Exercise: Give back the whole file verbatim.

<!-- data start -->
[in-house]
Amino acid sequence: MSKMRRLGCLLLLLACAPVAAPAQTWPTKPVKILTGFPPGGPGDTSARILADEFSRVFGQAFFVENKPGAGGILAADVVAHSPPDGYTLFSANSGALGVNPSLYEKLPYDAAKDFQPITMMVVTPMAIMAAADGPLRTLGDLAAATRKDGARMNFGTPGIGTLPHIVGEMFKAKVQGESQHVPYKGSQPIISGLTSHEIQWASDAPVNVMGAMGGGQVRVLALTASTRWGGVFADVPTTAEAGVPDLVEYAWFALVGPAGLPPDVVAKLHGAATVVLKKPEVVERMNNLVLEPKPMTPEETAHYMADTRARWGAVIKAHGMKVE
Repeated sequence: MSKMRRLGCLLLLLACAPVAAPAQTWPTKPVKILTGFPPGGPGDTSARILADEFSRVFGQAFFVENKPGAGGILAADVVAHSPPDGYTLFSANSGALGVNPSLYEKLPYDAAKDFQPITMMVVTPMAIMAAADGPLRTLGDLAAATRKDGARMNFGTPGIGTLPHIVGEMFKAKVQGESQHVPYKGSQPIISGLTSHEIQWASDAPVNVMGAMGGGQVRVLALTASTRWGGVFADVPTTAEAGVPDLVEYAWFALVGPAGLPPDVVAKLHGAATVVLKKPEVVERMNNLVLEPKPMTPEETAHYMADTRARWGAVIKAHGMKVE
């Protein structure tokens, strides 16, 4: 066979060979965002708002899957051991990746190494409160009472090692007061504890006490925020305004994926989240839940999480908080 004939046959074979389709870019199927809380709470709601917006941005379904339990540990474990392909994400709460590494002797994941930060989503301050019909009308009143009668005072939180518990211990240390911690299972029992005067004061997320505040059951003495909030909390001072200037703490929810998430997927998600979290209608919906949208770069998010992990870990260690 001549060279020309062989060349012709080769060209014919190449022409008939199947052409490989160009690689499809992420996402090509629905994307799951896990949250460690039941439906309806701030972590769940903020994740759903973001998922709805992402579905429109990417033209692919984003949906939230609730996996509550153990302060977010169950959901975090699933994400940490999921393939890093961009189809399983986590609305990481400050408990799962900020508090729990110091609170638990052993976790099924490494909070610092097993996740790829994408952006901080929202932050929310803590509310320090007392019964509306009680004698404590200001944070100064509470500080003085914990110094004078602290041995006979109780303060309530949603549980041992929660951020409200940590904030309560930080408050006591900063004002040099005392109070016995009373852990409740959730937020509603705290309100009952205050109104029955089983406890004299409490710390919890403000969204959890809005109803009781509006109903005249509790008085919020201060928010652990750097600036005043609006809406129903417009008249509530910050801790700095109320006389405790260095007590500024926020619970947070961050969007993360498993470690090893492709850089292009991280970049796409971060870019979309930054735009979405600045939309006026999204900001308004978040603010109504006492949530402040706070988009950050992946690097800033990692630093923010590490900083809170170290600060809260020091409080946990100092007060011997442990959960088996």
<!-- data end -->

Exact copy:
[in-house]
Amino acid sequence: MSKMRRLGCLLLLLACAPVAAPAQTWPTKPVKILTGFPPGGPGDTSARILADEFSRVFGQAFFVENKPGAGGILAADVVAHSPPDGYTLFSANSGALGVNPSLYEKLPYDAAKDFQPITMMVVTPMAIMAAADGPLRTLGDLAAATRKDGARMNFGTPGIGTLPHIVGEMFKAKVQGESQHVPYKGSQPIISGLTSHEIQWASDAPVNVMGAMGGGQVRVLALTASTRWGGVFADVPTTAEAGVPDLVEYAWFALVGPAGLPPDVVAKLHGAATVVLKKPEVVERMNNLVLEPKPMTPEETAHYMADTRARWGAVIKAHGMKVE
Repeated sequence: MSKMRRLGCLLLLLACAPVAAPAQTWPTKPVKILTGFPPGGPGDTSARILADEFSRVFGQAFFVENKPGAGGILAADVVAHSPPDGYTLFSANSGALGVNPSLYEKLPYDAAKDFQPITMMVVTPMAIMAAADGPLRTLGDLAAATRKDGARMNFGTPGIGTLPHIVGEMFKAKVQGESQHVPYKGSQPIISGLTSHEIQWASDAPVNVMGAMGGGQVRVLALTASTRWGGVFADVPTTAEAGVPDLVEYAWFALVGPAGLPPDVVAKLHGAATVVLKKPEVVERMNNLVLEPKPMTPEETAHYMADTRARWGAVIKAHGMKVE
């Protein structure tokens, strides 16, 4: 066979060979965002708002899957051991990746190494409160009472090692007061504890006490925020305004994926989240839940999480908080 004939046959074979389709870019199927809380709470709601917006941005379904339990540990474990392909994400709460590494002797994941930060989503301050019909009308009143009668005072939180518990211990240390911690299972029992005067004061997320505040059951003495909030909390001072200037703490929810998430997927998600979290209608919906949208770069998010992990870990260690 001549060279020309062989060349012709080769060209014919190449022409008939199947052409490989160009690689499809992420996402090509629905994307799951896990949250460690039941439906309806701030972590769940903020994740759903973001998922709805992402579905429109990417033209692919984003949906939230609730996996509550153990302060977010169950959901975090699933994400940490999921393939890093961009189809399983986590609305990481400050408990799962900020508090729990110091609170638990052993976790099924490494909070610092097993996740790829994408952006901080929202932050929310803590509310320090007392019964509306009680004698404590200001944070100064509470500080003085914990110094004078602290041995006979109780303060309530949603549980041992929660951020409200940590904030309560930080408050006591900063004002040099005392109070016995009373852990409740959730937020509603705290309100009952205050109104029955089983406890004299409490710390919890403000969204959890809005109803009781509006109903005249509790008085919020201060928010652990750097600036005043609006809406129903417009008249509530910050801790700095109320006389405790260095007590500024926020619970947070961050969007993360498993470690090893492709850089292009991280970049796409971060870019979309930054735009979405600045939309006026999204900001308004978040603010109504006492949530402040706070988009950050992946690097800033990692630093923010590490900083809170170290600060809260020091409080946990100092007060011997442990959960088996």